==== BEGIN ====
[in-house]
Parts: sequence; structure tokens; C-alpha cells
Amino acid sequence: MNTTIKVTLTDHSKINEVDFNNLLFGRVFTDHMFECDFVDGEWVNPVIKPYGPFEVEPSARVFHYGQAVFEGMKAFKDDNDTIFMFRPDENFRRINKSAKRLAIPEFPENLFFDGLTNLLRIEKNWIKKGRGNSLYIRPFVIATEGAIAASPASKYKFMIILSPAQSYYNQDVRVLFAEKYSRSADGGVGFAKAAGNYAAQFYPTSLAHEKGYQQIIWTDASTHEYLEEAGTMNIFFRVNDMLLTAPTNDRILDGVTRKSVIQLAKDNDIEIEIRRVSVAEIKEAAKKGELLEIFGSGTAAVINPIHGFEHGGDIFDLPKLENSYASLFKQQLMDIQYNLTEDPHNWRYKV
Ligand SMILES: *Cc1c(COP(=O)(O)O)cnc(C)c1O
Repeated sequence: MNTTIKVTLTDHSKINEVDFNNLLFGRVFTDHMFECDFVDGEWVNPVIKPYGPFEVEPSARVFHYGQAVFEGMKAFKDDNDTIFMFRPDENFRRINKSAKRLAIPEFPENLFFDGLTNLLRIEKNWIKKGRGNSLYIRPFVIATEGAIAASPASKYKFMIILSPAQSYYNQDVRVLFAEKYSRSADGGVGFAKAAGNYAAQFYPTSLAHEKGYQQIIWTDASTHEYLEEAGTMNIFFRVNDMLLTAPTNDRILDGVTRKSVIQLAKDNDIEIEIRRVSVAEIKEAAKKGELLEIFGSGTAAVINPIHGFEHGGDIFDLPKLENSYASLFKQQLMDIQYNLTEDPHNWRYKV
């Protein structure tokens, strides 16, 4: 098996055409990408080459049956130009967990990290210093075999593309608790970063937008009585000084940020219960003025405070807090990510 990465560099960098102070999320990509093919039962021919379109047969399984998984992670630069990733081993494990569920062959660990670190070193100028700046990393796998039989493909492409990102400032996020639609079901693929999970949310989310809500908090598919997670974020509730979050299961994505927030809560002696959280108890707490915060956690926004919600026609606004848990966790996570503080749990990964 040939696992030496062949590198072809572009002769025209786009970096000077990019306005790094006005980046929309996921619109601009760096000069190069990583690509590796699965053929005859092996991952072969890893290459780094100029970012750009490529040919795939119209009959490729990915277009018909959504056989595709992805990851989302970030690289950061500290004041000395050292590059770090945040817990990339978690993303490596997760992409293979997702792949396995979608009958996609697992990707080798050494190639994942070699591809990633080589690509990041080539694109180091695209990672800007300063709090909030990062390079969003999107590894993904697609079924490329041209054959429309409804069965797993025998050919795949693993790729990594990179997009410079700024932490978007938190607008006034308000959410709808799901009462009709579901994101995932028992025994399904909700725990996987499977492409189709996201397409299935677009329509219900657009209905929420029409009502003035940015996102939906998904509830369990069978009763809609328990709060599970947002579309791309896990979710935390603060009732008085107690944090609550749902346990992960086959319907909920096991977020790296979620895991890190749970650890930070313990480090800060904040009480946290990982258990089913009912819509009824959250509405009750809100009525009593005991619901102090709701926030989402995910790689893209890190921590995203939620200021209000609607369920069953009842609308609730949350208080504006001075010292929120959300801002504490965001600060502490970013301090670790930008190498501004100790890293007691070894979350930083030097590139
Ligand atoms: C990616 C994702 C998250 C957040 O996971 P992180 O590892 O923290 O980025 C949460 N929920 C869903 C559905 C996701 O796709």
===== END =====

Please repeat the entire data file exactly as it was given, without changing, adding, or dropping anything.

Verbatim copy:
[in-house]
Parts: sequence; structure tokens; C-alpha cells
Amino acid sequence: MNTTIKVTLTDHSKINEVDFNNLLFGRVFTDHMFECDFVDGEWVNPVIKPYGPFEVEPSARVFHYGQAVFEGMKAFKDDNDTIFMFRPDENFRRINKSAKRLAIPEFPENLFFDGLTNLLRIEKNWIKKGRGNSLYIRPFVIATEGAIAASPASKYKFMIILSPAQSYYNQDVRVLFAEKYSRSADGGVGFAKAAGNYAAQFYPTSLAHEKGYQQIIWTDASTHEYLEEAGTMNIFFRVNDMLLTAPTNDRILDGVTRKSVIQLAKDNDIEIEIRRVSVAEIKEAAKKGELLEIFGSGTAAVINPIHGFEHGGDIFDLPKLENSYASLFKQQLMDIQYNLTEDPHNWRYKV
Ligand SMILES: *Cc1c(COP(=O)(O)O)cnc(C)c1O
Repeated sequence: MNTTIKVTLTDHSKINEVDFNNLLFGRVFTDHMFECDFVDGEWVNPVIKPYGPFEVEPSARVFHYGQAVFEGMKAFKDDNDTIFMFRPDENFRRINKSAKRLAIPEFPENLFFDGLTNLLRIEKNWIKKGRGNSLYIRPFVIATEGAIAASPASKYKFMIILSPAQSYYNQDVRVLFAEKYSRSADGGVGFAKAAGNYAAQFYPTSLAHEKGYQQIIWTDASTHEYLEEAGTMNIFFRVNDMLLTAPTNDRILDGVTRKSVIQLAKDNDIEIEIRRVSVAEIKEAAKKGELLEIFGSGTAAVINPIHGFEHGGDIFDLPKLENSYASLFKQQLMDIQYNLTEDPHNWRYKV
């Protein structure tokens, strides 16, 4: 098996055409990408080459049956130009967990990290210093075999593309608790970063937008009585000084940020219960003025405070807090990510 990465560099960098102070999320990509093919039962021919379109047969399984998984992670630069990733081993494990569920062959660990670190070193100028700046990393796998039989493909492409990102400032996020639609079901693929999970949310989310809500908090598919997670974020509730979050299961994505927030809560002696959280108890707490915060956690926004919600026609606004848990966790996570503080749990990964 040939696992030496062949590198072809572009002769025209786009970096000077990019306005790094006005980046929309996921619109601009760096000069190069990583690509590796699965053929005859092996991952072969890893290459780094100029970012750009490529040919795939119209009959490729990915277009018909959504056989595709992805990851989302970030690289950061500290004041000395050292590059770090945040817990990339978690993303490596997760992409293979997702792949396995979608009958996609697992990707080798050494190639994942070699591809990633080589690509990041080539694109180091695209990672800007300063709090909030990062390079969003999107590894993904697609079924490329041209054959429309409804069965797993025998050919795949693993790729990594990179997009410079700024932490978007938190607008006034308000959410709808799901009462009709579901994101995932028992025994399904909700725990996987499977492409189709996201397409299935677009329509219900657009209905929420029409009502003035940015996102939906998904509830369990069978009763809609328990709060599970947002579309791309896990979710935390603060009732008085107690944090609550749902346990992960086959319907909920096991977020790296979620895991890190749970650890930070313990480090800060904040009480946290990982258990089913009912819509009824959250509405009750809100009525009593005991619901102090709701926030989402995910790689893209890190921590995203939620200021209000609607369920069953009842609308609730949350208080504006001075010292929120959300801002504490965001600060502490970013301090670790930008190498501004100790890293007691070894979350930083030097590139
Ligand atoms: C990616 C994702 C998250 C957040 O996971 P992180 O590892 O923290 O980025 C949460 N929920 C869903 C559905 C996701 O796709």